Gretchen Vitamvas's performance Ghost, invited festival viewers to consider women, war and history, as she slowly glided throughout the festival, not fully here, but not really there either.
To be shown at D.U.M.B.O. Art Under the Bridge Festival, Brooklyn, on the exterior of the Empire Stores building overlooking the East River, near the corner of Main St & Plymouth St, after dark
Keeps your eyes open for Ed Purver’s monumental video projections installation on the side of the Empire Stores building overlooking the East River.This impressive public art project receives messages from members of the public and translates them into American Sign Language, and projects the large images of arms and hands signing on the building’s architecture.The resulting videos of hands signing are projected onto buildings and look like they emerge from the windows of the architecture, inviting viewers to think about the architecture of free speech and public space in the age of Homeland Security and the presence/absence of the body in the built environment.
EP: Living in New York, surrounded by high-rise architecture that is packed full of people who don't know each other. I was just gazing out of a window one day and daydreamed the visual concept for A Show of Hands. When I'm in cities I really enjoy drifting off and transforming public spaces inside my imagination. Quite childlike, really, I suppose.
MG: How long have you been working on this project?
EP: I first had the idea back in the spring of 2008, but I didn't have time to actually start working on it for a year, until May 2009.
MG: How did you first get interested in new media? What is your attraction to it?
EP: When I first started working with new media, I was really attracted to its interactive potential. I'd been making a lot of multimedia performance stuff, and I wanted a change from needing the audience to come and passively consume what we had made. At that time, I wanted to create responsive environments that people could come and play with. But, actually, the media in my work is not especially 'New', even though I've made web-based projects and interactive installations. I think I'm more connected to video/film, photography, and spatial design/architecture.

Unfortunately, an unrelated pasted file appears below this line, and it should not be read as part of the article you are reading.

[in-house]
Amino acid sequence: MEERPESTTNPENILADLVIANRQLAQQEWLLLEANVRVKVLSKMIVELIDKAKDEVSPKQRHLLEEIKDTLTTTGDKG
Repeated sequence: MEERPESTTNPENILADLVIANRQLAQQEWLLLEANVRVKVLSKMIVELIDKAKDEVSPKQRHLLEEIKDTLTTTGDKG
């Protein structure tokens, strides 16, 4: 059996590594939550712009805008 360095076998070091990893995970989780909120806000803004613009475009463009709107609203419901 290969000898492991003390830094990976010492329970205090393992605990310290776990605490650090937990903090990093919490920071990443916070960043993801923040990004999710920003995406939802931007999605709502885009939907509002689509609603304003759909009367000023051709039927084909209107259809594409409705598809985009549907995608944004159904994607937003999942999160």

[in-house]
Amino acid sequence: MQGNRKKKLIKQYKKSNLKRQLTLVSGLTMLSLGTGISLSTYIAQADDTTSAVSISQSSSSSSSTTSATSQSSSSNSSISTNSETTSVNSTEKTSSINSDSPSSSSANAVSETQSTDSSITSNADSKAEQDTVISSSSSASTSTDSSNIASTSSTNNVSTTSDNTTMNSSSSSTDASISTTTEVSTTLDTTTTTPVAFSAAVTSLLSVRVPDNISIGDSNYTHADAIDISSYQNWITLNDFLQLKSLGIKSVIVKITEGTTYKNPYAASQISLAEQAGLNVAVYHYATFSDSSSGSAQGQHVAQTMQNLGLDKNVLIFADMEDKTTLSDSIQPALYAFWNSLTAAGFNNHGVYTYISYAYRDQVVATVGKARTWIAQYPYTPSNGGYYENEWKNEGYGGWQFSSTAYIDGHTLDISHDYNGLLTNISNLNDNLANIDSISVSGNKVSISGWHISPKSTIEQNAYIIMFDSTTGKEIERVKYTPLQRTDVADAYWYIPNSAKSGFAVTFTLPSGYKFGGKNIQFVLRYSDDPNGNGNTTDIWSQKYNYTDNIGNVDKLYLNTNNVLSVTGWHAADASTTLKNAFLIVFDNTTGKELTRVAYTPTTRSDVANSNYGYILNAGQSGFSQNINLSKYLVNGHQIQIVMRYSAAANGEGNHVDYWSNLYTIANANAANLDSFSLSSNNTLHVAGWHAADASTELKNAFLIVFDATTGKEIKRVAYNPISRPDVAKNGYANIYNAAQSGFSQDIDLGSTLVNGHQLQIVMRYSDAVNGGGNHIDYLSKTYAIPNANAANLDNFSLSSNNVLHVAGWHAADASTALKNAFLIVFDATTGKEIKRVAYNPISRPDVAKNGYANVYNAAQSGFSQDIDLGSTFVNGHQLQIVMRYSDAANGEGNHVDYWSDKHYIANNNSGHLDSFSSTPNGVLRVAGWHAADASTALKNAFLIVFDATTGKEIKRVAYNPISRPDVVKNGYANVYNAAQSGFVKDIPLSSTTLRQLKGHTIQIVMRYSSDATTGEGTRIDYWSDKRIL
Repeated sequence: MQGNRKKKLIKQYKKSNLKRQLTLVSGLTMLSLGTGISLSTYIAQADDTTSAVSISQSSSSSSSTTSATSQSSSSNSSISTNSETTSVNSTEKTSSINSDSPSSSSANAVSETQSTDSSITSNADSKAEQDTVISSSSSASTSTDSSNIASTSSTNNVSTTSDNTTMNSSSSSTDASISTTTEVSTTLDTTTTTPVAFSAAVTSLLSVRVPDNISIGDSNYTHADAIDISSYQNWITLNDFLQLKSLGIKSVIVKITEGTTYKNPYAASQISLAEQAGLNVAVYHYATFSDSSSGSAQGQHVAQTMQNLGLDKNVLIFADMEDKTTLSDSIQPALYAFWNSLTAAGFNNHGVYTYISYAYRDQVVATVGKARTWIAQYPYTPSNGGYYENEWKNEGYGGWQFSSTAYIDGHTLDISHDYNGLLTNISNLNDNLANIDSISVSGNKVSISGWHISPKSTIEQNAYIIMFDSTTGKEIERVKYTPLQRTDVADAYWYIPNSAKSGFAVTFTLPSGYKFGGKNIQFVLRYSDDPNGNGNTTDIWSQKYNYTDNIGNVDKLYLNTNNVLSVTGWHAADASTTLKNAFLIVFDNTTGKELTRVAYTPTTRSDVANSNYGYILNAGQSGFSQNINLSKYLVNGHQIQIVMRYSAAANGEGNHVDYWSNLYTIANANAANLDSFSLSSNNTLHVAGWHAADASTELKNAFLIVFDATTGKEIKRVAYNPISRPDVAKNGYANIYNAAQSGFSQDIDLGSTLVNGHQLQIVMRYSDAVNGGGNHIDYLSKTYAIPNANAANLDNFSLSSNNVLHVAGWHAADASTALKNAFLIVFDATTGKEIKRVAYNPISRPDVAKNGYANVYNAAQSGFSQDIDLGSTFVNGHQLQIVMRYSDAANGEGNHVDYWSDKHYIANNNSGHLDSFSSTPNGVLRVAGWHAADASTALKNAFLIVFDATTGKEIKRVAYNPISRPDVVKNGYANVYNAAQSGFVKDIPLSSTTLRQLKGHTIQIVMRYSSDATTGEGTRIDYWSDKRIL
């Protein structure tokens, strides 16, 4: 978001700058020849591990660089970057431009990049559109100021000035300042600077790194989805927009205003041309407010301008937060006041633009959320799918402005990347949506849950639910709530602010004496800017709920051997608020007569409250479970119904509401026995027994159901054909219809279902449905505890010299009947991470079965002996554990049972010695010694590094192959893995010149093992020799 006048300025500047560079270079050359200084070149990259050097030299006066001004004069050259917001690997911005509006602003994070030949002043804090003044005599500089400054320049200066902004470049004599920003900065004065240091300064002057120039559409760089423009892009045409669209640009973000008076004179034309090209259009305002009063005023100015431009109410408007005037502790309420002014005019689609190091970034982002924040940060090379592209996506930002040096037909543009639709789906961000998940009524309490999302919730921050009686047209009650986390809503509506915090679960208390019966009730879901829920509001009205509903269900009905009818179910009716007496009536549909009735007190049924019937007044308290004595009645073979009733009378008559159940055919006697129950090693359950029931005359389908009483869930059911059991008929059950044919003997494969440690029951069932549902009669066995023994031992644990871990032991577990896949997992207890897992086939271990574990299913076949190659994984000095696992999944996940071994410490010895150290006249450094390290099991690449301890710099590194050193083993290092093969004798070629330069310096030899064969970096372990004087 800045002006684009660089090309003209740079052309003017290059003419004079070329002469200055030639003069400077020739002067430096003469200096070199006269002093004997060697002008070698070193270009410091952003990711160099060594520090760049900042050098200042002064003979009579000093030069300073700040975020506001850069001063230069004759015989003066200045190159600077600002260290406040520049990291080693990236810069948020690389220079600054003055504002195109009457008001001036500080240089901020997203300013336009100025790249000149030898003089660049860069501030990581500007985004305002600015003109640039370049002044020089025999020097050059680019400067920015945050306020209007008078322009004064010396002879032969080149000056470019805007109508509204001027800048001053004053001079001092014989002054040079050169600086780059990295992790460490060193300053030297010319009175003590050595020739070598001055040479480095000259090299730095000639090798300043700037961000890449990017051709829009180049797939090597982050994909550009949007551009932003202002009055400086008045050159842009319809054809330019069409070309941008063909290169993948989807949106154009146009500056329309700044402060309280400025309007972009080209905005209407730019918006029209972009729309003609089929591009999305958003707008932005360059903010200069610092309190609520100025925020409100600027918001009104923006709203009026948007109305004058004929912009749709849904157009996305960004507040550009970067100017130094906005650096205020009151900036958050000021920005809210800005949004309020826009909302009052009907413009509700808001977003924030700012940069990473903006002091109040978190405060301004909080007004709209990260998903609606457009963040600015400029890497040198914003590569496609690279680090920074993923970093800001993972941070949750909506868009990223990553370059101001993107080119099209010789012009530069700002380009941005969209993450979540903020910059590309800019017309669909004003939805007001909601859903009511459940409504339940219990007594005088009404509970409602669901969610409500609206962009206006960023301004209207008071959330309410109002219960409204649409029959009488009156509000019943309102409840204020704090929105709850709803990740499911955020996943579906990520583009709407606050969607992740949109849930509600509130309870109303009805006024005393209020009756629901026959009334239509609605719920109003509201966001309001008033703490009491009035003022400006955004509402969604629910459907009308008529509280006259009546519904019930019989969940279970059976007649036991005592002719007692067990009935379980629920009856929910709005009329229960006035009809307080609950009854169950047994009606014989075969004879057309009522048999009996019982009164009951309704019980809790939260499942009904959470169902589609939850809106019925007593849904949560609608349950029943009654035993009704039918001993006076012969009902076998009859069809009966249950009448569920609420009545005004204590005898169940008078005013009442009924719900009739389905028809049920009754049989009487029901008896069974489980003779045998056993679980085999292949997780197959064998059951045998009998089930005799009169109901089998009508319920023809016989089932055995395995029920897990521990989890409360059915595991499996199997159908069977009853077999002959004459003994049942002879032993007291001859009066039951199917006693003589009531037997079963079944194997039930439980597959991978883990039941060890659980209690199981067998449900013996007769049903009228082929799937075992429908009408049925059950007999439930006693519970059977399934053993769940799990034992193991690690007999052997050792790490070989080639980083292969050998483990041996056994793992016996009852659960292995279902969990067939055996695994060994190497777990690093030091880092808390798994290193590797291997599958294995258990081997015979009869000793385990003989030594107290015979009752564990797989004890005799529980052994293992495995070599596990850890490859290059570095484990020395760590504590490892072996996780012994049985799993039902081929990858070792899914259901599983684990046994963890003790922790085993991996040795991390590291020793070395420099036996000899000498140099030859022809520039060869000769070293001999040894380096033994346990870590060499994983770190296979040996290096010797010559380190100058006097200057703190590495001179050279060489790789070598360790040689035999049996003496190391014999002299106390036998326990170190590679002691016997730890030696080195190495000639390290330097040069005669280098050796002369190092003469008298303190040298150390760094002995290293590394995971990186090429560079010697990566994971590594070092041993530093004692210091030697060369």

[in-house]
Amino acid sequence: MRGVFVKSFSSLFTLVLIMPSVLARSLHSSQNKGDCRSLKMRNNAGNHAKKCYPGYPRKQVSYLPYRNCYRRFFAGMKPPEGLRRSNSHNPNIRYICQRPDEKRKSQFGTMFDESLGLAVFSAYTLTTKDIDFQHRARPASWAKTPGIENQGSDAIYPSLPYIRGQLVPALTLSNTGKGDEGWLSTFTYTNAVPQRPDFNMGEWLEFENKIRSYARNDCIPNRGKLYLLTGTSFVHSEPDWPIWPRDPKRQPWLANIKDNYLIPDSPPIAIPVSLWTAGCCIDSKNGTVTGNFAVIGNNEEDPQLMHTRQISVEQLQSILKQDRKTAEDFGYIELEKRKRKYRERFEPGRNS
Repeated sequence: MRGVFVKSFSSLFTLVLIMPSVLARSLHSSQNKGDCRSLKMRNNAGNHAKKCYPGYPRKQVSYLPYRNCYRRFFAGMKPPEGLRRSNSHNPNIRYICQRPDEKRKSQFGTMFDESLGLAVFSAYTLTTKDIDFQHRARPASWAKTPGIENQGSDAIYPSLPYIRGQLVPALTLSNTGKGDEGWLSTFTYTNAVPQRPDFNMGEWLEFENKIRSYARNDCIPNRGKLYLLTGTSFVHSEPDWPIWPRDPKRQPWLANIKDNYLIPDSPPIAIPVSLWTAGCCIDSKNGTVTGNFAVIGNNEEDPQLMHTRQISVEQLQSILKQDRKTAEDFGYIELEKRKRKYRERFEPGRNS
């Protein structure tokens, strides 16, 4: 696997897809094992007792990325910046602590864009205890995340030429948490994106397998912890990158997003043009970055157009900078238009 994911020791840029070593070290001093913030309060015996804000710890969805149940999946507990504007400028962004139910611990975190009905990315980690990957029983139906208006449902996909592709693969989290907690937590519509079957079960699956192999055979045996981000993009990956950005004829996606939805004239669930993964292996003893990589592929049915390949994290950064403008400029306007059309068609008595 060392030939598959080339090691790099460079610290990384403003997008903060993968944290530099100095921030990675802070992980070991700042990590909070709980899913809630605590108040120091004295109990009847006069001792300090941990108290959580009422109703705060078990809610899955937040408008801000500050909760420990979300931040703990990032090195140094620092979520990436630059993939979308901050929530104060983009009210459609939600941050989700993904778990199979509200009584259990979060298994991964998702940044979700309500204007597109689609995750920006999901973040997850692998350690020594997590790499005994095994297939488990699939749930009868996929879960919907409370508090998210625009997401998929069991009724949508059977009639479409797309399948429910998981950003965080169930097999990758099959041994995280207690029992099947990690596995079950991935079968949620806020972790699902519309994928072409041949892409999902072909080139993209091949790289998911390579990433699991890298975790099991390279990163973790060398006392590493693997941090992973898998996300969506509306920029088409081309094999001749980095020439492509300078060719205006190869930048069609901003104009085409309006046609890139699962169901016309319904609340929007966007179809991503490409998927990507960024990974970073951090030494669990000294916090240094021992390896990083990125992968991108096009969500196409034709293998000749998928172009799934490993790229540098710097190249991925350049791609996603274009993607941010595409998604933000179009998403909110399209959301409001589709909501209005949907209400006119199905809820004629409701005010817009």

MG: How/why did you get interested in such large, monumental projections?
EP: My interest in projections began with my work in theatre, working with projections, set design and actors. I've always been interested in architecture, but I became especially drawn to working with it in artistic ways after I had a really profound experience some years ago, when I perceived a large high-rise building as being fluid. This wasn't a drug experience or anything like that, but it was one of the most terrifying moments of my adult life and changed many of my assumptions about what stuff is 'made of'. From that point on, combining projections with architecture seemed like something I just naturally wanted to do.
I don't always want my projects to be large-scale, but this project is part of a series that plays with the relationship between the body and architecture/urban planning, and reversing the balance of scale that we are used to (and in so doing, making bodies larger than architecture as opposed to vice versa) is a visually engaging way of questioning how the built environment may sculpt our own consciousness and how the pathways of the city may shape the pathways of our psychology.
MG: On your Art+Culture profile page I see that you chose Jenny Holzer as someone you feel you work is related to. Could you explain that a little bit?
EP: The first time that I came into contact with Jenny Holzer's work was when I walked into a bookshop in San Francisco, and saw a book cover with a photograph of a huge illuminated sign outside a casino in Las Vegas displaying the words "Protect me from what I want". I thought it was genius. The way she temporarily usurped and transformed that visual broadcast was very attractive to me, it seemed rebellious but with such a mournful truth to it. Discovering her work really opened my mind to more possibilities of transforming space with light. So her work is a huge influence on me.
MG: How did you hear about DUMBO Art Under the Bridge Festival?
EP: I can't remember now - I guess someone told me about it. I actually had a different piece in this festival back in 2007 (Future Perfect), which I had made with a couple of friends of mine - Ariel Efron and Christian Croft.
MG: Where and when will your work be shown?
It will be shown after dark. Projected from the park onto the exterior of the Empire Stores building overlooking the East River, near the corner of Main St & Plymouth St